Closing the Expectations Gappost by Chris Curran on October 25, 2010
Guest Post by Louie Ehrlich, President Chevron Information Technology Company, and CIO, Chevron Corp.
Note: This is the second in a series, check out part 1 first – The Journey of a Business Strategist CIO
In my last post, I mentioned that the third step in moving towards the “business strategist” CIO is elevating the stakeholder relationship from one of service provider to one of a true business partner. After my stint as Chevron’s Global Marketing CIO and prior to obtaining the VP of Business Strategy position in Global Downstream, I was appointed as CIO of our Global Downstream business in 2004.
In my mind, I was ready to be the “business strategist” CIO as defined by the CIO Executive Council in its Future-State CIO® model. So, I immediately started visiting business leaders to try to help influence business strategy with what I thought was useful knowledge of the possibilities of IT that could be applied to benefit the business. Frankly, not all the business stakeholders were ready for that.
Frankly, not all the business stakeholders were ready for that.
In hindsight, there was a gap between what I felt I and the IT function in Downstream were capable of doing and what the business expectations were – for good reason. Most were worried about the cost of IT. They were asking me questions about our IT environment that I couldn’t even answer. There were so many questions and long held beliefs by many business leaders about the fundamentals of IT that there really wasn’t a lot of time, or was it even appropriate for me to be acting like the business strategist CIO.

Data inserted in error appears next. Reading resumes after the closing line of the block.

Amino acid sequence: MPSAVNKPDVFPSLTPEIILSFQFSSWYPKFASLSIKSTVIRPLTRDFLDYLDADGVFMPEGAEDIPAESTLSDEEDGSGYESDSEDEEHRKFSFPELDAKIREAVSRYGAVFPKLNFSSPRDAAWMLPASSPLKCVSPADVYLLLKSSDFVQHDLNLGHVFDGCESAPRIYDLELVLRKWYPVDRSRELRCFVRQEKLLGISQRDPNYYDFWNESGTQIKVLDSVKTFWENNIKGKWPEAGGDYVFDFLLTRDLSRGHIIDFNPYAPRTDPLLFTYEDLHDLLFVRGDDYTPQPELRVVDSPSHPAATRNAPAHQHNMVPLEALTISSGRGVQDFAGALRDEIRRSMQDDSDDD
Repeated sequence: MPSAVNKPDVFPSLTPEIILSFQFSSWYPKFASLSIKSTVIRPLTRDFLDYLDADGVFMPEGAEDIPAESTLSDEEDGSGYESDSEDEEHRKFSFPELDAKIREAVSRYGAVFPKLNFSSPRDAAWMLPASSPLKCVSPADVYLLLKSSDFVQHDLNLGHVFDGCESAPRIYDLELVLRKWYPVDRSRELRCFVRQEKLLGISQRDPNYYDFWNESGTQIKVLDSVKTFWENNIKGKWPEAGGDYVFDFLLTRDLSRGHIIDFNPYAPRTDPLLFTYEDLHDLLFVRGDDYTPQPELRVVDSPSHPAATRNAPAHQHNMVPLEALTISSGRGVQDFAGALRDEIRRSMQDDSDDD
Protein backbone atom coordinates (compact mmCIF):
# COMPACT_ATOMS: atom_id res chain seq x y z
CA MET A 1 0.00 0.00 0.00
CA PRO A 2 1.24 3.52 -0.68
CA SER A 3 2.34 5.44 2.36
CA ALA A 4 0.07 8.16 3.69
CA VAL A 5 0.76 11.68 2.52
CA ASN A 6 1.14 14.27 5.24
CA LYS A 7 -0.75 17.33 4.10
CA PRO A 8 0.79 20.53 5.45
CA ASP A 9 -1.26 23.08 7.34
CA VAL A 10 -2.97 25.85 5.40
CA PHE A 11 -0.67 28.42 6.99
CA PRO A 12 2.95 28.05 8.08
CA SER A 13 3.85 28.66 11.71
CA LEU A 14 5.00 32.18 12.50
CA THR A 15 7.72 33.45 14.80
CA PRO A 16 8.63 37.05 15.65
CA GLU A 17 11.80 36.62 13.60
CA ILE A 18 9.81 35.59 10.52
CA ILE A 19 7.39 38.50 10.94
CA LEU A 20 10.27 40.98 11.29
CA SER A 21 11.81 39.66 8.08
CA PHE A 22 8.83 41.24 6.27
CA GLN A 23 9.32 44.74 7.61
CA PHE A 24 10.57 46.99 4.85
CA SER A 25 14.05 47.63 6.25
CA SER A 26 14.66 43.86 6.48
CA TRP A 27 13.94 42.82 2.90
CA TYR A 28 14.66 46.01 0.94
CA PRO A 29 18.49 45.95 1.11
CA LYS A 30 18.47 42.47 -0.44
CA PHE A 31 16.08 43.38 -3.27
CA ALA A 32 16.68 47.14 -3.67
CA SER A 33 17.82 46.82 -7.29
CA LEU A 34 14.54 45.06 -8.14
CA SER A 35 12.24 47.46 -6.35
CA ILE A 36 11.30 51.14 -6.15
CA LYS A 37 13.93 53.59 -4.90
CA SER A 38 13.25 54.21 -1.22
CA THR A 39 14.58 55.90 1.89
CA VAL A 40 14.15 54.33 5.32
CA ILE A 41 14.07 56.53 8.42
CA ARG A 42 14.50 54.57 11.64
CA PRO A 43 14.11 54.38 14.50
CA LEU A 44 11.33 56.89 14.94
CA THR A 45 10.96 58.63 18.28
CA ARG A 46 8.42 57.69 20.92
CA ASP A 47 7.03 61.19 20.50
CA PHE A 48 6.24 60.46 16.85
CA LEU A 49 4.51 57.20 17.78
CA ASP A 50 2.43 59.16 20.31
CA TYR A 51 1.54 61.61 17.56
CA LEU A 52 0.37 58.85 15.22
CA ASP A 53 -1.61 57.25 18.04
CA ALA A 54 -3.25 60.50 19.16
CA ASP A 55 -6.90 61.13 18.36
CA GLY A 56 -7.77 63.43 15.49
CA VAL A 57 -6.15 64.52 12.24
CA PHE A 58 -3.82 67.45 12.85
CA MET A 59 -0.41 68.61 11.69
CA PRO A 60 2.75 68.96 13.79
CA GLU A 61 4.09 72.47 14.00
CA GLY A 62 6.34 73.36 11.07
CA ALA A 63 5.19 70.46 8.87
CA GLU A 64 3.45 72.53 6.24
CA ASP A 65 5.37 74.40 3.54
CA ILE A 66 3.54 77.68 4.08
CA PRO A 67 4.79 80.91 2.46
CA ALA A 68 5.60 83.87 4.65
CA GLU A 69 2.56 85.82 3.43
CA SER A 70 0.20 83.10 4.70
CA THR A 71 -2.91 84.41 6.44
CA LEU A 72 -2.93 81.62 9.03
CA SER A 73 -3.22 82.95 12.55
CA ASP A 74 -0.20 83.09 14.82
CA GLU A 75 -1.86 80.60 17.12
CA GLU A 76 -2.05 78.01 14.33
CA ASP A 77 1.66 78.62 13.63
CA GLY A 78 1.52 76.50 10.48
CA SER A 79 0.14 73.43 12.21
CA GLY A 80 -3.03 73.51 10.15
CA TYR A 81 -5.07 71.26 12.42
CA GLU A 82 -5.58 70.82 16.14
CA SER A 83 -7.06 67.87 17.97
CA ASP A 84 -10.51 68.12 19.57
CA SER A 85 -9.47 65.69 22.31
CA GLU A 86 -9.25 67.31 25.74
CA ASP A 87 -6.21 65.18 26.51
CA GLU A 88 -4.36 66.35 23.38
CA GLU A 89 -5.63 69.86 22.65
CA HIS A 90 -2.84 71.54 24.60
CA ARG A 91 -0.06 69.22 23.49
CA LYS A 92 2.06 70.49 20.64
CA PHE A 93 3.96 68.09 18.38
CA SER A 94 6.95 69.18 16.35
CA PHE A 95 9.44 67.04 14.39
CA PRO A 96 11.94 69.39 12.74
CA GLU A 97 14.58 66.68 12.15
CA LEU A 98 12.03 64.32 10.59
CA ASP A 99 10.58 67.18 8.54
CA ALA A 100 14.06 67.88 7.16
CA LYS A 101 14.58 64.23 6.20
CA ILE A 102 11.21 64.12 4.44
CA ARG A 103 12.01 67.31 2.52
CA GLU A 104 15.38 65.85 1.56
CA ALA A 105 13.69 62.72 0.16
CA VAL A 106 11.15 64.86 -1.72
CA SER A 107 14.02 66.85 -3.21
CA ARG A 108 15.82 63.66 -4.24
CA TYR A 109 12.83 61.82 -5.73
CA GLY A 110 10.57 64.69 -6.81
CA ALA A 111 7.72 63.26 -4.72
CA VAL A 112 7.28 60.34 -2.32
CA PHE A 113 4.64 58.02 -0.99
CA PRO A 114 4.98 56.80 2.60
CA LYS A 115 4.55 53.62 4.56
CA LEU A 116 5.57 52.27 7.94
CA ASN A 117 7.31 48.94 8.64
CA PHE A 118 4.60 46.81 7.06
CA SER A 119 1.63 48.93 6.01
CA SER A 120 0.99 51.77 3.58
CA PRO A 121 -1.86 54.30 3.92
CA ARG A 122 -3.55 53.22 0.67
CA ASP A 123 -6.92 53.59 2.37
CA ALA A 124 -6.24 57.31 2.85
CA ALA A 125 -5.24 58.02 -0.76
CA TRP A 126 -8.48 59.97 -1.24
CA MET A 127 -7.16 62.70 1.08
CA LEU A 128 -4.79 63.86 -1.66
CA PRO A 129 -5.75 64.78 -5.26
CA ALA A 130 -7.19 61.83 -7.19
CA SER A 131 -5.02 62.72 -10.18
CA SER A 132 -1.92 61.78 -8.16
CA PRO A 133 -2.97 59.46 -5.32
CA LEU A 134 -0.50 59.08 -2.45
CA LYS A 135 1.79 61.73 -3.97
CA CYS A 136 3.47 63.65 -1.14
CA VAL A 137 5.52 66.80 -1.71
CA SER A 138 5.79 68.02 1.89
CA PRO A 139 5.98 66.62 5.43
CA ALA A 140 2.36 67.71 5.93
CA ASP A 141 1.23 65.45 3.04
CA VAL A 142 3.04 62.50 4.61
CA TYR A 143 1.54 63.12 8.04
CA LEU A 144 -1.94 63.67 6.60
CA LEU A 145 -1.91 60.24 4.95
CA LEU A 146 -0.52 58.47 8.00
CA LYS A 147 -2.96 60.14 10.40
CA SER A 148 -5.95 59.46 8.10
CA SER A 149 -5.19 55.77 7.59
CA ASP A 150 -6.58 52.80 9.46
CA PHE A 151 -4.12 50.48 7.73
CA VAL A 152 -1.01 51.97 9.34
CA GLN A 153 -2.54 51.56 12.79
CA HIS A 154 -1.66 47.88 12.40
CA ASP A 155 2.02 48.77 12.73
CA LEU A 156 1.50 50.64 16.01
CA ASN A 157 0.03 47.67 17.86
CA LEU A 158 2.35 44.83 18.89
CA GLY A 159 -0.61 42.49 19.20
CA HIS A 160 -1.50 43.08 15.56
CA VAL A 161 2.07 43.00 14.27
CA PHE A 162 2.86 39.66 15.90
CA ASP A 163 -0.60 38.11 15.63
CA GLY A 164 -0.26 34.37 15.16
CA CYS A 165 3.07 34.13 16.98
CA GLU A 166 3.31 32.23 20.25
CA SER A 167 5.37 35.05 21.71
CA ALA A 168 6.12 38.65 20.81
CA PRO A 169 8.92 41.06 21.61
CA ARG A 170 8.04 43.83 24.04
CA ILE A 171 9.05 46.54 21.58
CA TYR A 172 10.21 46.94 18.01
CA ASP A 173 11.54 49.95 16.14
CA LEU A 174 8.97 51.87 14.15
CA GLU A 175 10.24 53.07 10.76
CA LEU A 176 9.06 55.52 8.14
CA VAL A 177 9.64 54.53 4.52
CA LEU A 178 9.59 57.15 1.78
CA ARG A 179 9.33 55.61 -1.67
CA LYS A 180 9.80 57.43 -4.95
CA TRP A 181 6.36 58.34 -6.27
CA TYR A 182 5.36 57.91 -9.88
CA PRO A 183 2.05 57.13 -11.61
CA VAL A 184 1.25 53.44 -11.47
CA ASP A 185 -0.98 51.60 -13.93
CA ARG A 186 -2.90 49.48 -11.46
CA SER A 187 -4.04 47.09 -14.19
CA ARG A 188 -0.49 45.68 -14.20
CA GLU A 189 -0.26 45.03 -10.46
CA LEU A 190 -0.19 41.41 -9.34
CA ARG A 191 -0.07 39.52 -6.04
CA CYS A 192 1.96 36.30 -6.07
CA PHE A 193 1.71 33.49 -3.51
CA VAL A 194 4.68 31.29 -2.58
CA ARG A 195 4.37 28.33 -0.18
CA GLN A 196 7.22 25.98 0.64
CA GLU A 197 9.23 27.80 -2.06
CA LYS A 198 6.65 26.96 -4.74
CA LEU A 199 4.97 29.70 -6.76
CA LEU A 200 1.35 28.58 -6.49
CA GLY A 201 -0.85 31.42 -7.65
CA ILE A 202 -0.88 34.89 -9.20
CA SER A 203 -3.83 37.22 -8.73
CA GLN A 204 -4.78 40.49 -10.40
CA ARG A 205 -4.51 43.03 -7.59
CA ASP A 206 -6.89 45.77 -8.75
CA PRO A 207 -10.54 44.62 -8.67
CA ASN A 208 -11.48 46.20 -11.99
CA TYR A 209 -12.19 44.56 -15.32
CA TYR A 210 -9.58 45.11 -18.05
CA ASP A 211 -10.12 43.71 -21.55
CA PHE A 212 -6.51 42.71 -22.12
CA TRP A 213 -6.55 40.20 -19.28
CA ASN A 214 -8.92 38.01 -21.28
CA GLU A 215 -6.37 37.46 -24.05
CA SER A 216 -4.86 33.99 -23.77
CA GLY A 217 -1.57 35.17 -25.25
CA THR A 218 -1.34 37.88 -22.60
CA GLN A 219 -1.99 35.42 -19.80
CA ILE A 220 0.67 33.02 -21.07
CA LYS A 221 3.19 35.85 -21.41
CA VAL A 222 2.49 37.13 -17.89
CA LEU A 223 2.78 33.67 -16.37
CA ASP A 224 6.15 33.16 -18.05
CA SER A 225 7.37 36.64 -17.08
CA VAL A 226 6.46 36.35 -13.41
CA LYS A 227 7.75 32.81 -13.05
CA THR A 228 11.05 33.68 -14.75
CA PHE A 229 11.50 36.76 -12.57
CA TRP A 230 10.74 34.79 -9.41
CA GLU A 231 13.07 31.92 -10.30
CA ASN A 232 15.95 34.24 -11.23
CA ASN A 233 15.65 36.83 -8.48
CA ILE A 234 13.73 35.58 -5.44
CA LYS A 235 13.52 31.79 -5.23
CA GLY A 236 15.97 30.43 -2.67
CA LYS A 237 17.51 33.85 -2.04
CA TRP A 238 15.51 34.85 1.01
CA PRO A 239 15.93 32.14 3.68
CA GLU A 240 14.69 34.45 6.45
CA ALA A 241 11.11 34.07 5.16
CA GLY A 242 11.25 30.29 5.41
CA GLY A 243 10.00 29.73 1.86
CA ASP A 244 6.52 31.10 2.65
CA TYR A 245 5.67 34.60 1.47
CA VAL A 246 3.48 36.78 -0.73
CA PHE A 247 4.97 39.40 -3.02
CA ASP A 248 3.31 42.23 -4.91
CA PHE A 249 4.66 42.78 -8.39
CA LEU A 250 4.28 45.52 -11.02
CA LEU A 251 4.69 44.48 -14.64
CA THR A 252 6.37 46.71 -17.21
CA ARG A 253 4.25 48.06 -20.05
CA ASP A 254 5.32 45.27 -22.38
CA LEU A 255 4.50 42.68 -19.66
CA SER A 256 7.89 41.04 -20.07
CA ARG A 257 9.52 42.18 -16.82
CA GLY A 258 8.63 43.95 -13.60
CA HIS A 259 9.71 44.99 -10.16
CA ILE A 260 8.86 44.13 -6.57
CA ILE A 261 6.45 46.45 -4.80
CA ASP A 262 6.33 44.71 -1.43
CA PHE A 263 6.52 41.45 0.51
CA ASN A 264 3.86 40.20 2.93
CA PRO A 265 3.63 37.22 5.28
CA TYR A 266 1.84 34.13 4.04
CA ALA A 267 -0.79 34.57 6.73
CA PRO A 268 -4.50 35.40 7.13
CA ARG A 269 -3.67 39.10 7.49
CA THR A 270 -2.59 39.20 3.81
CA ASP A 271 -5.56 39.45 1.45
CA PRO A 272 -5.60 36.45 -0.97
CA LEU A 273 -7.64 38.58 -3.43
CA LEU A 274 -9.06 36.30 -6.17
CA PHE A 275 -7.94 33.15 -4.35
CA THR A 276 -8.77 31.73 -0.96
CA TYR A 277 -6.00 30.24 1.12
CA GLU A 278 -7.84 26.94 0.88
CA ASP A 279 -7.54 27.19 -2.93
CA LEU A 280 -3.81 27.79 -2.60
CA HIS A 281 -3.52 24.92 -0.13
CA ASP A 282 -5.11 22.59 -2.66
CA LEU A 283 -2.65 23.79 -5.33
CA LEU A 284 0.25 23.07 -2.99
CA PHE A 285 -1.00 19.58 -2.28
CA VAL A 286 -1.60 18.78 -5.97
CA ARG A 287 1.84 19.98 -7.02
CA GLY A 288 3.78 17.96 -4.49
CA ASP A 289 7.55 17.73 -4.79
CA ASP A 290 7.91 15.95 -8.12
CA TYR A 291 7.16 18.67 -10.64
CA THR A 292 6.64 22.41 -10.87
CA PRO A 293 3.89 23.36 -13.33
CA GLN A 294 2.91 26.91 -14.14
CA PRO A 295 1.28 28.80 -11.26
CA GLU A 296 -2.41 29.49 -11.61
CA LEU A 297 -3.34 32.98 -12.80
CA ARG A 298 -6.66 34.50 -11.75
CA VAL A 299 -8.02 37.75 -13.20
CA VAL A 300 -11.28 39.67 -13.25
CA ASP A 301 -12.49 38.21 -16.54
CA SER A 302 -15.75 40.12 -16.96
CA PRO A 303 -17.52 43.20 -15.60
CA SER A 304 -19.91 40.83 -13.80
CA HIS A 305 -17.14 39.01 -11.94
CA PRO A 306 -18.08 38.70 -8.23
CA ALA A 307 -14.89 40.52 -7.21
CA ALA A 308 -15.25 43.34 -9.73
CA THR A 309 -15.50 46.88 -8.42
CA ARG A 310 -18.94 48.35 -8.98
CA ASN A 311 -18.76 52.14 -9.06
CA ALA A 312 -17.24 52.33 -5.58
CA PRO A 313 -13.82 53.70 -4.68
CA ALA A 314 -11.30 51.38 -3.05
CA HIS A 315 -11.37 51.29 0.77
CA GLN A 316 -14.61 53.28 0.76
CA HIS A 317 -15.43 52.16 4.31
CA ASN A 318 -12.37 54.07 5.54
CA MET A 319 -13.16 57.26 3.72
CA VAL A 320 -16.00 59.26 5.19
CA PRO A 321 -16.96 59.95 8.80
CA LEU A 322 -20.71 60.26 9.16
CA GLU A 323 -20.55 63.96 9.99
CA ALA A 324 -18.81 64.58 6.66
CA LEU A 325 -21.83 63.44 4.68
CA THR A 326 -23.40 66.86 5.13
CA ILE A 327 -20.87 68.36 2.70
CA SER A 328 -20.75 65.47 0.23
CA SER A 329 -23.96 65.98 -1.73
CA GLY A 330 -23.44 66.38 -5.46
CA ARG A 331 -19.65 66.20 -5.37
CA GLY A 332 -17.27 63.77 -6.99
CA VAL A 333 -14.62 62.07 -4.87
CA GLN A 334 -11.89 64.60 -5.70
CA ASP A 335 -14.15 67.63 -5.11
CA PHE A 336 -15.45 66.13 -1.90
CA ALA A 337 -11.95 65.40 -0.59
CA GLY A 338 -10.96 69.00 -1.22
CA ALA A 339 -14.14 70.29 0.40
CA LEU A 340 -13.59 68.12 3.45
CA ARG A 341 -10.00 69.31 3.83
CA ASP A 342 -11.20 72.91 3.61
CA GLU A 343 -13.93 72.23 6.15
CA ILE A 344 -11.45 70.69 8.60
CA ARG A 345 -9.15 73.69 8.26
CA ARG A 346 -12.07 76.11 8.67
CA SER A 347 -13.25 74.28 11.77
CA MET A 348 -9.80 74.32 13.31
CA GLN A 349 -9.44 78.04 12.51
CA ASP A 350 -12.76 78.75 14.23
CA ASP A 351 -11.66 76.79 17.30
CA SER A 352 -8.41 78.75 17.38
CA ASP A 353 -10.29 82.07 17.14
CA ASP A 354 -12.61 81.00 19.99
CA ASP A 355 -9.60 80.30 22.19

The hard lesson I learned as a CIO looking to advance my role and serve as a business strategist is that one must recognize that there is likely to be a capability/expectation gap, and that this gap doesn’t go away by itself. It’s something that we as CIOs have to close.
In my view, the expectation gap is influenced by three factors. The first factor is the state of the fundamentals of your IT environment. Is it cost effective? Is it reliable? If it isn’t, then by definition your role needs to be one of IT function leader. Without that foundation, nothing else is possible.
The second factor is the capabilities and business knowledge of the IT function. Do you have an IT employee base with the experience and ability to bring strategic business value to the company? If not, then again – much of your focus should be as the IT function leader. The first and second factors are within our control.
The third factor is both within and outside our control as CIOs – the IT savvy of the business leadership of the company. As CIOs, we don’t have a great deal to say about the selection of the company’s business leadership, but we are very much able to influence the capabilities, knowledge and perspectives of the business leaders around information and information technology – by delivering business value, communicating and building relationships.
How do you know if the business leaders are ready to join you on the journey to enhance the strategic contribution of the CIO? Ask them. Visit with them. Our management committee consists of the 50-60 senior-most leaders in our company worldwide. I spend as much time as possible visiting with each leader one-on-one. It becomes fairly obvious within moments whether a particular business leader is ready for a business strategist CIO-based discussion. When I enter their office I ask a simple question like “What’s on your mind?” or “How are things going in your business segment?” If their response has something to do with their PDA or their PC, I’m pretty sure that they’re not quite ready and there’s and opportunity for me to address or grow their perspective.
Regardless, I accept that the responsibility is mine to address.
Louie Ehrlich, President, Chevron Information Technology Company, and CIO, Chevron Corp. Ehrlich is an advisory board member of the CIO Executive Council and one of the architects of the Council’s Future-State CIO Journey Framework.